The Neon Demon, the latest film from controversial writer/director Nicolas Winding Refn (Drive, Only God Forgives), will be released theatrically on June 24th. Bloody Disgusting had a chance to speak with Refn about the film and why he has decided to make the switch from a hypermasculine (or somewhat homoerotic, in the case of Drive) focus to that of women in The Neon Demon.
Refn’s filmography spans 20 years. His first film, 1996’s Pusher, told the story of a drug dealer in the seedy underground of Denmark. Next up was Bleeder which follows two male friends whose friendship takes a turn for the worse. His first English-language film, Fear X, follows John Turturro’s security guard character has he tries to solve the mystery behind his wife’s murder. Refn’s would make two sequels to Pusher before moving on to the Tom Hardy-starring biopic Bronson. That was followed by Valhalla Rising, the critically acclaimed Drive and the not-so-critically-acclaimed Only God Forgives.
Now Refn comes to us with The Neon Demon (read my review), his first female-centric horror film that chronicles the dog-eat-dog fashion world of Los Angeles. After looking at his 20-year career, The Neon Demon seems like a puzzling addition to his filmography. “I guess it was time to do it,” Refn states about why he decided to focus on women for his latest film. That’s about as good an answer as we will get, but it makes sense. After twenty years of writing men, Refn felt that he owed something to the women of the world.
Helping matters were his wife, actress Liv Corfixen, and his two daughters. Not that the soulless vixens (portrayed by Bella Heathcote, Abbey Lee and Jena Malone) in The Neon Demon were inspired by his family, whom Refn has nothing but flattering things to say about. “I don’t know if it’s inspiration,” he said. “The basis for the idea [of the film] came one morning when I woke up and was like ‘You know what? I wasn’t born beautiful, but my wife is and I wonder what that would be like.” It’s a simple jumping-off point for the film, but it works. Refn’s slight jab at his own appearance makes the man even more endearing.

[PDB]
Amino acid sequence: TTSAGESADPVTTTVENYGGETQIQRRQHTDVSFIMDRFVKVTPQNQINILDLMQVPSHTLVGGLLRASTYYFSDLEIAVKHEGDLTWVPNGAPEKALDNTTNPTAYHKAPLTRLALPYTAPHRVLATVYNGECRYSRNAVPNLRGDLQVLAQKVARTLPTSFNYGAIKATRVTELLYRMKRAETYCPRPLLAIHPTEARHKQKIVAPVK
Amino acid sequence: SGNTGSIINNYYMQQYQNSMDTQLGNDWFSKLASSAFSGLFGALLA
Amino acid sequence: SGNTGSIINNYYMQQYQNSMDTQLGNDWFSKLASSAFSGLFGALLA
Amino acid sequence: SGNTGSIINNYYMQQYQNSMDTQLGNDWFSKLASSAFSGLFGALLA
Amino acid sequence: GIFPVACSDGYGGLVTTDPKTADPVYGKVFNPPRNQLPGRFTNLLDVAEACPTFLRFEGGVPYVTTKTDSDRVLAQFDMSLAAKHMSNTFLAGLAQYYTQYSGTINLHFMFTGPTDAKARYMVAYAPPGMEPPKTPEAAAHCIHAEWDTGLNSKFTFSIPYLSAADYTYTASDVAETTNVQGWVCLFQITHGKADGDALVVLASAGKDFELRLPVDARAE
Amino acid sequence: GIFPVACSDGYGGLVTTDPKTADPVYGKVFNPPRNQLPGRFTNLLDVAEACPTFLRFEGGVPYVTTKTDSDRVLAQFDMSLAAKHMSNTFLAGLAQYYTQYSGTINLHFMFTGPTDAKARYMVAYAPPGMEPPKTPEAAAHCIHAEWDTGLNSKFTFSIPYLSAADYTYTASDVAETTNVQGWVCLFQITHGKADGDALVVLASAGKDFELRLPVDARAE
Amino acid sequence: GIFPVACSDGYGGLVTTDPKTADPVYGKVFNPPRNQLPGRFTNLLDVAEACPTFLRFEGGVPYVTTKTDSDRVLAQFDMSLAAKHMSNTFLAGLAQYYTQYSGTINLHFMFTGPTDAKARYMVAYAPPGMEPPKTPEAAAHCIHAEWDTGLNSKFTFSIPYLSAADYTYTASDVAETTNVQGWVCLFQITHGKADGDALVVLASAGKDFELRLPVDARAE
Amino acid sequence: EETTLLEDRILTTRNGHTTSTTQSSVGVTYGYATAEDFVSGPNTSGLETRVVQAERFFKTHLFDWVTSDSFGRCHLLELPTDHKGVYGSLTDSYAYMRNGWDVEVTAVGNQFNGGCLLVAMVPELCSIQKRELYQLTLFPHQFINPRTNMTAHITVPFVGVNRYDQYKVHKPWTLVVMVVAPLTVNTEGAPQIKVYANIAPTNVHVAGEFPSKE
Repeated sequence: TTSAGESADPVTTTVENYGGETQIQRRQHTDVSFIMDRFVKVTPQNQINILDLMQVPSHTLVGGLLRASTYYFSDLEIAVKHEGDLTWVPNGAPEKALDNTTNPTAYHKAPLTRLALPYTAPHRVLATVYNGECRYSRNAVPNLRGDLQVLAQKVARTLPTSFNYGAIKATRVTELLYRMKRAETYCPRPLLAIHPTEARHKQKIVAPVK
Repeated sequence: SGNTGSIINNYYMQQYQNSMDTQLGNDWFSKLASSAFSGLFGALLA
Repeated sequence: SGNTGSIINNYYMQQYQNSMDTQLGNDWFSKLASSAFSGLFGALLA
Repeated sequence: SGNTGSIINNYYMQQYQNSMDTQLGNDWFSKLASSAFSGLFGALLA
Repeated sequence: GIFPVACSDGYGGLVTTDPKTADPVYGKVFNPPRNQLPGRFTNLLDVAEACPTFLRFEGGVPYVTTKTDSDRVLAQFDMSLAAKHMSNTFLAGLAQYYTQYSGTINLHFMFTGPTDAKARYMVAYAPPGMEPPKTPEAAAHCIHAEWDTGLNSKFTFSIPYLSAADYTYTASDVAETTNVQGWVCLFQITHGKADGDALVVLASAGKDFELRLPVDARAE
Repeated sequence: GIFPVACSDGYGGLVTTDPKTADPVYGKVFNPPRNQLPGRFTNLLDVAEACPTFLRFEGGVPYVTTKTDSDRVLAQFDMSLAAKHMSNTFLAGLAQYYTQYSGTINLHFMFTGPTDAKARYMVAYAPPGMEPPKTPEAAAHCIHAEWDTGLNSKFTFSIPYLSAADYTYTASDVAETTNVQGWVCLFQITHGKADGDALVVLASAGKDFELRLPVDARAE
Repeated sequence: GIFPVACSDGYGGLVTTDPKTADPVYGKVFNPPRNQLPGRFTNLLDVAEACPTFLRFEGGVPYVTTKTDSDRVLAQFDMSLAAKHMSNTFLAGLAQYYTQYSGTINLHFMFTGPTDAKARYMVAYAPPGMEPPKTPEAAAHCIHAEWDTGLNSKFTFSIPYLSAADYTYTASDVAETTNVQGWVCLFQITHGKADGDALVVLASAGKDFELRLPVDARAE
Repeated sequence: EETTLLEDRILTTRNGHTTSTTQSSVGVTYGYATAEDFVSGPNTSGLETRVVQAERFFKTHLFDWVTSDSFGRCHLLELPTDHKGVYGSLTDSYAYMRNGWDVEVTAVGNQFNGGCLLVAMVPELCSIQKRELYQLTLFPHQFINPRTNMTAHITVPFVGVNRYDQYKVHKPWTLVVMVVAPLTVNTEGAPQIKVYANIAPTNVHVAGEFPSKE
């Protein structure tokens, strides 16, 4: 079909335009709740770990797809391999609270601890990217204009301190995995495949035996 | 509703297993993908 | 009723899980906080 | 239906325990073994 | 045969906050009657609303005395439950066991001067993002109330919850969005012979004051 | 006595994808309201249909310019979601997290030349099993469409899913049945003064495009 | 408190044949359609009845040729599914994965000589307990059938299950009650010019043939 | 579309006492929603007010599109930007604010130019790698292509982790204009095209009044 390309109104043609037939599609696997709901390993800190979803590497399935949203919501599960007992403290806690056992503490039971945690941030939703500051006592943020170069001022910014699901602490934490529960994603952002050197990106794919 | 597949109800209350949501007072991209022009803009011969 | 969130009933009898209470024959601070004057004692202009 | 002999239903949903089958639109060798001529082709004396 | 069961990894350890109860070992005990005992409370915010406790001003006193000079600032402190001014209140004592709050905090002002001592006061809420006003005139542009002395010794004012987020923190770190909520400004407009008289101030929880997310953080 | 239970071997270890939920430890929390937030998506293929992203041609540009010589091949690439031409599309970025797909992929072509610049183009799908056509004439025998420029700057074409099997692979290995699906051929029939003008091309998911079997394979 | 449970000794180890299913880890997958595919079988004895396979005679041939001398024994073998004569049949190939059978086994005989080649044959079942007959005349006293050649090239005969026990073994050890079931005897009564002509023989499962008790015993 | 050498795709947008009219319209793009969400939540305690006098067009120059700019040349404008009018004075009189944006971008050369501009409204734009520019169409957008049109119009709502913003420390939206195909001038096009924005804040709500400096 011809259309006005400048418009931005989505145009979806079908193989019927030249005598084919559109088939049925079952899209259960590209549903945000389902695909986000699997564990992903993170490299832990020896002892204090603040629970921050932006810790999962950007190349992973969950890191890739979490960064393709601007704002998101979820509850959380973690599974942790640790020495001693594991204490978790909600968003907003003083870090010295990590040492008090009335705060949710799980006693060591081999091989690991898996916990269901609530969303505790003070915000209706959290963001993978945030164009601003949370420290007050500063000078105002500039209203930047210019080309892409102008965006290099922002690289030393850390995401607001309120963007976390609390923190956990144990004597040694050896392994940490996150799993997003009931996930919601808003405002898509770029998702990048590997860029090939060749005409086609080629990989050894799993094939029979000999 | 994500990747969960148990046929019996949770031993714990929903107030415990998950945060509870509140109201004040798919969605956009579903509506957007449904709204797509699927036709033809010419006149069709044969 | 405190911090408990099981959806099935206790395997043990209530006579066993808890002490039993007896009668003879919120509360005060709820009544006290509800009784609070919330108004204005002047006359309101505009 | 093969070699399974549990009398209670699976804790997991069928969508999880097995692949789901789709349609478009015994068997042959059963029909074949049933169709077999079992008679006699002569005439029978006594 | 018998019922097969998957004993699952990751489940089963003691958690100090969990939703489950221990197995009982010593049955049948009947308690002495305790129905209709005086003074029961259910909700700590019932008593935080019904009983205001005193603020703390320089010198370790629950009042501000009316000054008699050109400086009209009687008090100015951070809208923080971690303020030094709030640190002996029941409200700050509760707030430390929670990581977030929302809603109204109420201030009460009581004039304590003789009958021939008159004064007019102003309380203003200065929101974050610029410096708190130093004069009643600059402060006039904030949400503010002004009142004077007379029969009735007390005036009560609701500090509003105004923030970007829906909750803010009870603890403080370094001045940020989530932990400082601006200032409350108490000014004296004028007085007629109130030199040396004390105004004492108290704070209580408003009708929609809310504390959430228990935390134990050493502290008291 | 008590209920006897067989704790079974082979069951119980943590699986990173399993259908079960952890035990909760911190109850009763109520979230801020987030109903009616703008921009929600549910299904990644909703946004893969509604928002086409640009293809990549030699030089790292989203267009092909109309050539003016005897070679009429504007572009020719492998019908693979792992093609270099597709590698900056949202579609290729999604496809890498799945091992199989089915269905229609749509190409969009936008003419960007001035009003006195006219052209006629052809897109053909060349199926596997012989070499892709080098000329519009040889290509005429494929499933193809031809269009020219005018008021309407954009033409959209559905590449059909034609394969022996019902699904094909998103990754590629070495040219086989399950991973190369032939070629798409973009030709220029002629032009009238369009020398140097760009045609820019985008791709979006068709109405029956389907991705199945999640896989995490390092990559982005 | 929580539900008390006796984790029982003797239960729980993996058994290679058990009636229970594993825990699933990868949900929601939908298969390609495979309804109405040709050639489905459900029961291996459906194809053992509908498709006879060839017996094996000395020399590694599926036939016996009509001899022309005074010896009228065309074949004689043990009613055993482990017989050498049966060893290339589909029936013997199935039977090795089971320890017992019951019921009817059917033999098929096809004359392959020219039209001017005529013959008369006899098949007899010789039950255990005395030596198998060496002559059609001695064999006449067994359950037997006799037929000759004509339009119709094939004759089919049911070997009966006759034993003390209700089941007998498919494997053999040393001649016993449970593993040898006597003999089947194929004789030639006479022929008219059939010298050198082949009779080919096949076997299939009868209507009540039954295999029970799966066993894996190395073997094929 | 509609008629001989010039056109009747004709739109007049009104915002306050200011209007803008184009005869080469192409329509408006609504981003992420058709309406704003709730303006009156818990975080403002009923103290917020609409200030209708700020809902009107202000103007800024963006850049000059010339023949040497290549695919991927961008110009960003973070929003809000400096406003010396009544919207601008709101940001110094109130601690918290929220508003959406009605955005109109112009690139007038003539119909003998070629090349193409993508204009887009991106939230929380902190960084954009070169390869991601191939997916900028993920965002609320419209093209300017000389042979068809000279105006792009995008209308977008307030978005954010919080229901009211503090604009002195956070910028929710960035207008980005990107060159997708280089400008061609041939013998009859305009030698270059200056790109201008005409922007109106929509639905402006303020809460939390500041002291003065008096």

The screenplay is credited to Refn, Mary Laws and Polly Stenham, so he had help from two sets of female eyes while co-writing the script. “I find anything with women to be more interesting,” Refn said when asked if he found women easier to write than men. “There is so much more to work with when it comes to women as opposed to men.”
As I received the signal that I needed to wrap up the interview, I panicked asked a question that I was personally curious about, but probably wasn’t incredibly necessary to ask. You see, I love Christina Hendricks and asked Refn if he ever intended to put her in more than two or three scenes in one of this films (she has three scenes in Drive and has one scene in The Neon Demon). To his Refn replied: “I’ve got a supernatural sense about her. I have to have her around me one way or another. She couldn’t come to Bangkok [for Only God Forgives], but I absolutely love Christina Hendricks. My wife and I think she should play Wonder Woman. I think she is the perfect woman.” So all you fellow Christina Hendricks lovers out there can rest easy. One day we’ll get a Nicolas Winding Refn film starring Christina Hendricks. Woo hoo!
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